All right, listen up. This is the Ominous Voice. Yeah, you thought I was gone for good, didn’t you? You think just because “Gamera Obscura” ended and GameCola transformed into a haven for artsy fartsy jackdonkeys and Nancy Drew enthusiasts that they were going to keep me from telling you how it is? No freakin’ way. Anyway, because GameCola’s trying to stand out from the crowd with its slightly different direction that nobody is actually noticing yet, I knew we couldn’t just keep on blabbing about the digital bile that never left Japan. I gotta be unique, y’know? And I’m not about to get buried under a pile of trite “Q&AmeColas,” neither. So I’m startin’ up my own column now. I dumped Jeff Day’s body into a dumpster and headed back to the GameCola writing compound to go on a solo mission. Nah, he ain’t dead; he’s just…resting comfortably with the seagulls in a local landfill right now.
So here’s the deal: This new column’s called “That’s So Cliché.” Awful title, I get it. Shut up. But I’m gonna tell it like it is. I’m gonna tell you everything that’s wrong with videogames. Yeah, I know, you love your videogames like there’s nothin’ better in the world. (You really need to check out women; they’re just as fun, although they got way too many incorrect buttons to push.) I know you guys melt over all that Skyrim, Mass Effect, and Warcraft crap. But I got news for you: Videogames have too many stupid things goin’ on inside’a them. They may be fantasy, but even fantasy needs to have SOME sense of order. Otherwise, you have anarchy. And anarchy is a path that creates chaos and THQ games.
Today, I’m gonna talk about a weird phenomenon that makes absolutely no sense. I’m talkin’ about life meters. We need life meters to show us when we’re gonna kick the bucket, and that’s fine. Makes the experience more tolerable if we know exactly when to chug an elf potion and instantly be rejuvenated. Not sure how that works, but I think Bayer could take a lesson from the”medieval geniuses” who concocted that blend. Aspirin takes a freakin’ hour to get my pain-in-the-ass headaches to do anything productive. Life meters are also kinda useful in gauging if we can take the punishment of a new stack of enemies or if we ought to haul our weak nerd butts the hell outta that stupid cavern and maybe practice some more before we start lookin’ fer that Scepter of Silicone Snakes again. But that’s not why I’m annoyed. Actually, seems I don’t need a reason to be annoyed, but I got one.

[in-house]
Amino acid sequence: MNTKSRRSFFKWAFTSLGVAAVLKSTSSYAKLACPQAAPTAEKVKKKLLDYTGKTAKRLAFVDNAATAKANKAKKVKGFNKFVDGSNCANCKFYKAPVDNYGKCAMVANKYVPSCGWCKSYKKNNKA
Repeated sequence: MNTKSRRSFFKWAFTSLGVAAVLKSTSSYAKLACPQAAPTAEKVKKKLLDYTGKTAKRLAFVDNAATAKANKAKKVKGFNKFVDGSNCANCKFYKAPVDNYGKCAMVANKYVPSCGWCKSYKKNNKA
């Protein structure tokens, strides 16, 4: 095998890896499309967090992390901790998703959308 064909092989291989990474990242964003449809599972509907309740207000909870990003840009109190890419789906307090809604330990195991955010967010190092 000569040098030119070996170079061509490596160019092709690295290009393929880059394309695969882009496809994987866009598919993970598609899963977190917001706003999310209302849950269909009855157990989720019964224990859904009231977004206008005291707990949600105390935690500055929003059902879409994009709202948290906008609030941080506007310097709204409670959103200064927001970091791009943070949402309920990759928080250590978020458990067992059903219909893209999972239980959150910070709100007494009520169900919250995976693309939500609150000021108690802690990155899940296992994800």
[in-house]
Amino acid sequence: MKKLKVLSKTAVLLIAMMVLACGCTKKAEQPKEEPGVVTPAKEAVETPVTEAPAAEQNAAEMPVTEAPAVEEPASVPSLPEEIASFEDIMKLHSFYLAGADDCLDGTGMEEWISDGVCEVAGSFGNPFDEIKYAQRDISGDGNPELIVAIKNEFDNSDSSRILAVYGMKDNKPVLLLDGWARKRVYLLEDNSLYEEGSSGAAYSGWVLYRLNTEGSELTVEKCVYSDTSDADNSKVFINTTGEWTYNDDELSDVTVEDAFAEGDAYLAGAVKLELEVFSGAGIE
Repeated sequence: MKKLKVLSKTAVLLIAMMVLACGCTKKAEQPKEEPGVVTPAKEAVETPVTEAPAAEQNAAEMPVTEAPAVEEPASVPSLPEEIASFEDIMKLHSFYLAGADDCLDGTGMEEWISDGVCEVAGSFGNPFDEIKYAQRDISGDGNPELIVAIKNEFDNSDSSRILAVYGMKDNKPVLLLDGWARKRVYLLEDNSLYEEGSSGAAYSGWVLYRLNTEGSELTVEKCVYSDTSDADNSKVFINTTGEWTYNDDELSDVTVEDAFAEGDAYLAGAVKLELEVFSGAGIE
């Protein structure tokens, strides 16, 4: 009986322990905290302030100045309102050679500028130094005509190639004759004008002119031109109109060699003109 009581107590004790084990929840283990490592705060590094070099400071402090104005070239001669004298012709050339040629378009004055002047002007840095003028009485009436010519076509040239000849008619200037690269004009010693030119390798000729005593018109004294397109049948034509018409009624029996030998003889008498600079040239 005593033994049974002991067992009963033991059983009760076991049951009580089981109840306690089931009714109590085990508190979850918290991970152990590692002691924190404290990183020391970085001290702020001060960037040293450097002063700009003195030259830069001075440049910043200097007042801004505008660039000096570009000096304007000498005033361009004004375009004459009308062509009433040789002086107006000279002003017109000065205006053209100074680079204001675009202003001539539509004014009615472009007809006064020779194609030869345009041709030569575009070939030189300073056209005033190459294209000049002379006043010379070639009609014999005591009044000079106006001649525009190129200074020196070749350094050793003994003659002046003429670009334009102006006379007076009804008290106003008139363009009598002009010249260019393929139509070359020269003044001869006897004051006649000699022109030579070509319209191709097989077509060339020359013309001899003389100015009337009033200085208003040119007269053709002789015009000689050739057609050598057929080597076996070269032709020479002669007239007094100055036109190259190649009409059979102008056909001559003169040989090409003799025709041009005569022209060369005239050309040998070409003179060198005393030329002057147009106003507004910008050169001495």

(Yup. These two done did the deed.)
What doesn’t make sense, ‘specially in RPGs, is that as you level up, you gain more hit points. How in the freakin’ hell does that happen? I can’t think’a one situation in life where you suddenly can take a crapload more damage. Yeah, I know, we got people who work out and exercise and puff up in the chest and get so muscly that you can’t tell their gender anymore, but doing that doesn’t mean that you can handle any more bullets if a crazy rabbit gangster decides he’s gonna fill you full’a lead. I don’t give a rat’s hiney how many stupid slimy creatures I’ve squashed; if I get punched in the head or toasted with a Fire spell, I’m goin’ down to the ground all the same. Not many people can take more beatings to the forehead just because they successfully lopped the heads off of more werewolves and junk.
Stranger still, in many games, when you level up, not only do you get an increase in hit points, but your life meter is completely restored! How in the hell does this happen? I can’t imagine being in the middle of a brawl with a huge dragon, teetering over the precipice of death with only a few drops of blood keeping me conscious, when suddenly my last Water spell fells the great beast and I…feel…great! My life force is restored and then some. Doesn’t happen. Shouldn’t happen. Makes things seem a bit more implausible, ‘specially when you get back to town and say that you defeated an extremely vicious dragon, but you look like you just got back from a day spa. Plenty of games do this. Super Mario RPG. Knights of the Old Republic. World of Warcraft. Rune Factory. Castlevania II: Simon’s Quest. (I tried to forget that last one, but dammit, that graveyard duck has totally Dolan’d its way into my brain.)